20 Gastro. Cont. S/S diarrhea, vomiting abdominal pain tenesmus and fever dehydration is a consequence of gastro Stool culture O&P Management: replace water and electrolytes Prevention Rotovirus vaccine at age 2,4, 6 months What do we assess? Nursing Diagnosis- page 537 Interventions- page 537

21 Ulcers Types Etiology Diagnostic tests S/S therapeutic management

22 Appendicitis Pain progressing in intensity and localizing to the RLQ at Mc Burney point page 538 Diagnostic evaluation? Therapeutic management? Nursing Diagnosis Interventions

23 Volvulus Malrotation or twisting of the bowel that results in obstruction. S/S pain, bilious vomiting Surgery is the cure

24 Hypertrophic Pyloric Stenosis Hypertrophic pyloric stenosis results when the circular area of muscle surrounding the pylorus hypertrophies and obstructs gastric emptying.

25 Manifestation Progressive projectile vomiting, especially after eating On palpation: Right upper quadrant movable firm olive-shaped mass can be felt Visible peristaltic waves from left upper to right upper quadrant immediately before vomiting. Dehydration: absence of tears, a weak cry, depressed fontanel, poor skin turgor and dry mucous membrane. Metabolic Alkalosis

26 Diagnostic Assessment history of vomiting, visible peristalsic waves and a palpable pyloric mass X-ray or US of the abdomen, Barium swallow Metabolic alkalosis Decreased serum potassium and sodium levels Increased Ph and sodiumbicarbonate, and decreased chloride. Indirect Bilirubin may be elevated.

27 Management IV fluids and electrolyte replacement NGT for stomach decompression Surgery: Pyloromyotomy, an incision of the pyloric muscle to release the obstruction done by Laparoscopy. Pre and postoperative care and home care.(read Rowen pp ) Assess family dynamics and support system

28 Nursing Diagnoses Fluid and electrolyte deficit related to vomiting Alteration in nutrition less then body requirement related to vomiting

29 Intussusception Inussusception is an invagination of a section of the intestine into the distal bowel that causes bowel obstruction

30 Manifestation Classic sign Passage of bloody mucus (“currant jelly”) stool and diarrhea A sausage- shape abdominal mass Listlessness Paroxysm pain (pain that comes and go) than becomes more constant Distention, hypo or hyperactive bowel sounds Sign and symptoms of dehydration Symptoms of shock and sepsis if obstruction has been present for longer than 12 to 24 hours Fever, increased heart rate, changes in LOC

31 Management The goal is to restore the bowel to its normal position and function. Hydrostatic reduction if child does not have symptoms of shock or sepsis. Barium enema or air enema. Ultrasound-guided isotonic saline enemas Surgery: Laparoscopy is use if no bowel necrosis is present.

32 Nursing Diagnoses Ineffective tissue perfusion related to (GI) bowel compression. Acute pain related to bowel obstruction and surgery

33 Hirschsprung disease Hirschsprung disease is caused when parasympathetic ganglion cells in the wall of the large intestine(colon) do not develop before birth. Without these nerves, the affected segment of the colon lacks the ability to relax and move bowel contents along.

34 Manifestation Delayed or absence of meconium stool in the neonatal period (cardinal sign) Constipation since neonatal period Frequent passage of foul-smelling ribbonlike or pelletlike stools Malnutrition Abdominal pain and distention Failure to thrive

35 Diagnostic Assessment Rectal examination: tight internal sphincter and absence of stool, follow by an explosive release of gas and stool Barium enema Rectal biopsy (definitive) Absence of ganglia cells confirm the diagnosis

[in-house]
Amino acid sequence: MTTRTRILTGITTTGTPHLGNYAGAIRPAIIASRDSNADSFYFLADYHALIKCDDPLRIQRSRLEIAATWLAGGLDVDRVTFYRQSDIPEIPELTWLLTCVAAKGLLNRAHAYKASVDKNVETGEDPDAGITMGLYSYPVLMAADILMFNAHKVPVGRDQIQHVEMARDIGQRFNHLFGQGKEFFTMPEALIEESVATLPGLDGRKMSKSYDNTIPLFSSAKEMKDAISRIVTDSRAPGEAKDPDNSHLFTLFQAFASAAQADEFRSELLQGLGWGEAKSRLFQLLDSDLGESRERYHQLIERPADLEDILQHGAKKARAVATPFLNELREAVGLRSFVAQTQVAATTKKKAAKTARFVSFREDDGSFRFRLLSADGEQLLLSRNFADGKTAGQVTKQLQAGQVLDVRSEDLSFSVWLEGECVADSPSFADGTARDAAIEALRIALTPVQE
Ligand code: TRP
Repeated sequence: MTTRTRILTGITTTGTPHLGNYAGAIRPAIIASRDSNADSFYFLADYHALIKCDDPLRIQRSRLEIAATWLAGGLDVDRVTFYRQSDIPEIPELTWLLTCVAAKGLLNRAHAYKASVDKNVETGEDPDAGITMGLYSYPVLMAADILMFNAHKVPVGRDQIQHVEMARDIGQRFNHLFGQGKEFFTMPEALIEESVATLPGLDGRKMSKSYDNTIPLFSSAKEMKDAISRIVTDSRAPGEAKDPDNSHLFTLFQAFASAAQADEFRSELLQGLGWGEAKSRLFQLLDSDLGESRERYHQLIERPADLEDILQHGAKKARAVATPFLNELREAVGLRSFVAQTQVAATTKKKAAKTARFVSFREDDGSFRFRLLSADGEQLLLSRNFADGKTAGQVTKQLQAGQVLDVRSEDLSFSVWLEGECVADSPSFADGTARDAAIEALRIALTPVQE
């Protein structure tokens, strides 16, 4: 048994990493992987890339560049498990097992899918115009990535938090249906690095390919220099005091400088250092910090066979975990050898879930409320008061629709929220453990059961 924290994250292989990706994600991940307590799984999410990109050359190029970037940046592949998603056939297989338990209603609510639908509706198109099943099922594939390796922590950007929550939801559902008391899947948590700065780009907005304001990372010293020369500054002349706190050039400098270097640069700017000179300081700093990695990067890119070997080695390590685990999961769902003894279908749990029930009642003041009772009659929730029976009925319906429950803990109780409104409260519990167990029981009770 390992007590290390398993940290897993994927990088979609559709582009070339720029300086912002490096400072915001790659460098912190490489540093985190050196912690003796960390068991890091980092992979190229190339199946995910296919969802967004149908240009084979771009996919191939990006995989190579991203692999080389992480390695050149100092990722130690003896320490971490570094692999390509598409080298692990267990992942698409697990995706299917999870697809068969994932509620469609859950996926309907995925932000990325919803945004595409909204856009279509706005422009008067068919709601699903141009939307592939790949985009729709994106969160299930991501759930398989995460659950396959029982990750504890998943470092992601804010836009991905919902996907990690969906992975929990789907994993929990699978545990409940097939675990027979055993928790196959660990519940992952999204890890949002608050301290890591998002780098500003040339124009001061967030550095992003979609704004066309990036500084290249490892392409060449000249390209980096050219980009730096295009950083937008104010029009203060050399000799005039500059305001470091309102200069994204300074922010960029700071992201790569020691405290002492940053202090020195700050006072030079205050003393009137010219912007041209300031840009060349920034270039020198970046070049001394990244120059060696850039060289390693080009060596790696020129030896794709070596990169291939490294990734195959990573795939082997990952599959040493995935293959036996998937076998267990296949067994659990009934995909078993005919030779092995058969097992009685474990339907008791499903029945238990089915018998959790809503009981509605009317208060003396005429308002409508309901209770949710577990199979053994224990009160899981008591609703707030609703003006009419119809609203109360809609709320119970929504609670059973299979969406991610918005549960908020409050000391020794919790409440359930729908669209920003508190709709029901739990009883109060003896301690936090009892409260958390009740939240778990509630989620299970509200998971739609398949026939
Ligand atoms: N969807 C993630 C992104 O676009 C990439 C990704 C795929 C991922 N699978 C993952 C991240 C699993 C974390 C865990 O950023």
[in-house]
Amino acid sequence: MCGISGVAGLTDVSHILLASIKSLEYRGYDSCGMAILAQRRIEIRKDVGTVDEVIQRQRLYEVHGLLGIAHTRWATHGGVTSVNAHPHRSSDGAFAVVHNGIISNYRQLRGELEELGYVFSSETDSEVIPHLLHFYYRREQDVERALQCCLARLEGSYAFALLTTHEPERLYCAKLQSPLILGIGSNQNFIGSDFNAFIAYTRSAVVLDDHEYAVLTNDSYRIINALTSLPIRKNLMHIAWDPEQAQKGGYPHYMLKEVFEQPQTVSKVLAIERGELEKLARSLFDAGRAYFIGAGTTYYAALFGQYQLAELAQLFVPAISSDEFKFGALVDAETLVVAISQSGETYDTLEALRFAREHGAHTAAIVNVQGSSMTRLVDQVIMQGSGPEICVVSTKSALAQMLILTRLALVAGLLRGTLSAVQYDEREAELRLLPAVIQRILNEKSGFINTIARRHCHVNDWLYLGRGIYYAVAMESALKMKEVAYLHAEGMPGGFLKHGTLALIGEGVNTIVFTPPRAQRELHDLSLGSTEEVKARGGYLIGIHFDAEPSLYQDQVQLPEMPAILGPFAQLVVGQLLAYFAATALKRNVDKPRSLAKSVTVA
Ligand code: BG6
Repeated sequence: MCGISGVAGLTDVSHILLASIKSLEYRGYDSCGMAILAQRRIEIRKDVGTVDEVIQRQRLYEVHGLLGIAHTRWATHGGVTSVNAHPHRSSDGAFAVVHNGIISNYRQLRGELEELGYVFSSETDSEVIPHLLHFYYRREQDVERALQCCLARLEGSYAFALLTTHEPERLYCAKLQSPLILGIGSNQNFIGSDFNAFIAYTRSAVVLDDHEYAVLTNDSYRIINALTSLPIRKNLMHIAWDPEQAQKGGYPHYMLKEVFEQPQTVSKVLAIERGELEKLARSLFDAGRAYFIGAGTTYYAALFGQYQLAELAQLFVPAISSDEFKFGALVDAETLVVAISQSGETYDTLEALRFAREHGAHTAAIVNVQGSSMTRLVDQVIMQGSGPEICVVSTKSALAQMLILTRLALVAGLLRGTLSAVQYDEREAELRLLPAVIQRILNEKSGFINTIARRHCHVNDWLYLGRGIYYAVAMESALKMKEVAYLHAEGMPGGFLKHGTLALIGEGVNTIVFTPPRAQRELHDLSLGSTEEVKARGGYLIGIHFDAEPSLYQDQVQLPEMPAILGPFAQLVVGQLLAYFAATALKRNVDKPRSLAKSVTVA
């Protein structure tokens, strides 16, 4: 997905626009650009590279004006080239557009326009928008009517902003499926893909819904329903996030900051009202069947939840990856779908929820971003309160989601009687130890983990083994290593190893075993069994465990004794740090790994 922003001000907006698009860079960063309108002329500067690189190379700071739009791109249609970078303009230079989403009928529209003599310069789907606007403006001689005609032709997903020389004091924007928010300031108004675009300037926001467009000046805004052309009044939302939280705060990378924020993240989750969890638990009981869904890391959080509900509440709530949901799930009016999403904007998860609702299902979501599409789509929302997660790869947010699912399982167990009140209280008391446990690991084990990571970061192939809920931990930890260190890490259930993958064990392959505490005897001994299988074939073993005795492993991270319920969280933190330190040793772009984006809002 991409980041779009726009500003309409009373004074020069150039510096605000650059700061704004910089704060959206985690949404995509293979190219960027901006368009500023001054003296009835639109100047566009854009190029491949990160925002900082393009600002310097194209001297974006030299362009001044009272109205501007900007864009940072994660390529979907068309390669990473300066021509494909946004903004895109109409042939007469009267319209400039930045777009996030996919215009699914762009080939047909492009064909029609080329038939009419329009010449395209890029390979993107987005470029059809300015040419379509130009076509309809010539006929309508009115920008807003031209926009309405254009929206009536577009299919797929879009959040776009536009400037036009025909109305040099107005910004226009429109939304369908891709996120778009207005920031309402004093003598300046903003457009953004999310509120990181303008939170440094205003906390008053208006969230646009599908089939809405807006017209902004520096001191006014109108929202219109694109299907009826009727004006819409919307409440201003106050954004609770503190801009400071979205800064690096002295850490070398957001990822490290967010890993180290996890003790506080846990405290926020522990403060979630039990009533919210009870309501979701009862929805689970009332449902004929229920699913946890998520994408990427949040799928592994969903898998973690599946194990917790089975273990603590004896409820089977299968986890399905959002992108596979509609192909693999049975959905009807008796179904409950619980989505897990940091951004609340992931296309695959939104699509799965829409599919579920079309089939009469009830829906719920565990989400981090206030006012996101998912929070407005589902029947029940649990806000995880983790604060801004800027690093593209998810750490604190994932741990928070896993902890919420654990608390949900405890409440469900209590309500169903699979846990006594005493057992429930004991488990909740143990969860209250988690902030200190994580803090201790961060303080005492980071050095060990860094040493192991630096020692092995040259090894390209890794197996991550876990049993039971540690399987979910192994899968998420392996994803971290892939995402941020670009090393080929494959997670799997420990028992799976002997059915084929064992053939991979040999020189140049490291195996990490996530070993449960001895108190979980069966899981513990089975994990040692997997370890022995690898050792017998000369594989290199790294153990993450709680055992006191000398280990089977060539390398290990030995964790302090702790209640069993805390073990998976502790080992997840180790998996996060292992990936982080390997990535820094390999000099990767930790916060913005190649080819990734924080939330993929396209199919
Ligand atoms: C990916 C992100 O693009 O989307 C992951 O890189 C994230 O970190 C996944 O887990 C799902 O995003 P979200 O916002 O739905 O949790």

36 Management Treatment for mild to moderate Stool softener to relieve constipation and rectal irritation Treatment for moderate to severe: Surgical intervention: the aganglionic portion of the intestine is removed in two steps. In the neonatal period, performing a temporary colostomy. A complete surgical repair when the child weights 8 to 10 kg (18 to 20 Lbs), the colostomy is closed during this time. Assess family member’s concerns and way of coping with the problem

37 Nursing Diagnoses Constipation related to aganglionic bowel and inadequate peristalsis Impaired skin integrity related to colostomy and surgical repair.

38 Celiac disease Celiac disease, also known as gluten enteropathy results from the inability to digest fully the protein part of wheat, barley, rye, and oats. This results in the accumulation of glutamine in the intestine, which has a toxic effect in the mucosal cell. This leads to atrophy of the villi and decrease absorption of fat, carbohydrates and vitamins. It can cause severe diarrhea and dehydration.

39 Manifestation Profuse diarrhea especially foul-smelling fatty stools Growth failure: bellow the twenty-fifth percentile Abdominal distention and ascites Anemia irritability anorexia muscle wasting folate deficiency Edematous extremities

40 Diagnostic Assessment Serum antigliadin antibody (AGA) assay allows continued assessment and evaluation of dietary changes Tissue transglutaminase (tTG) Breath hydrogen excretion test identify carbohydrate malabsorption.

41 Management All wheat, rye, barley, and oat should be eliminated from the diet Replaced with corn and rice Fat-soluble vitamins supplement and folate Fluid replacement if child is dehydrated from severe watery diarrhea Correct acid-base imbalance Albumin to treat shock Corticosteroids to decrease severe mucosal inflammation

42 Nursing Diagnoses Imbalance nutrition less then body requirement related to malabsorption Delayed growth and development related to malnutrition

43 Lactose Intolerance Inability to tolerate lactose Most case of lactose intolerance are the result of inadequate lactase S/S diarrhea that is frothy, abdominal distention, cramping pain and increase flatus +1 or greater sugar values on stool clinitest can support the diagnosis Management: remove the milk ND: page 553

44 reference Health topics A-Z University of Virginia Health System Healthline connect to better health Rowen,S. J., Weiler, J. A. (2007). The child with a gastrointestinal alteration. In NursingCare of children principles and practice. (pp ). St. Louis, Missouri: Saunders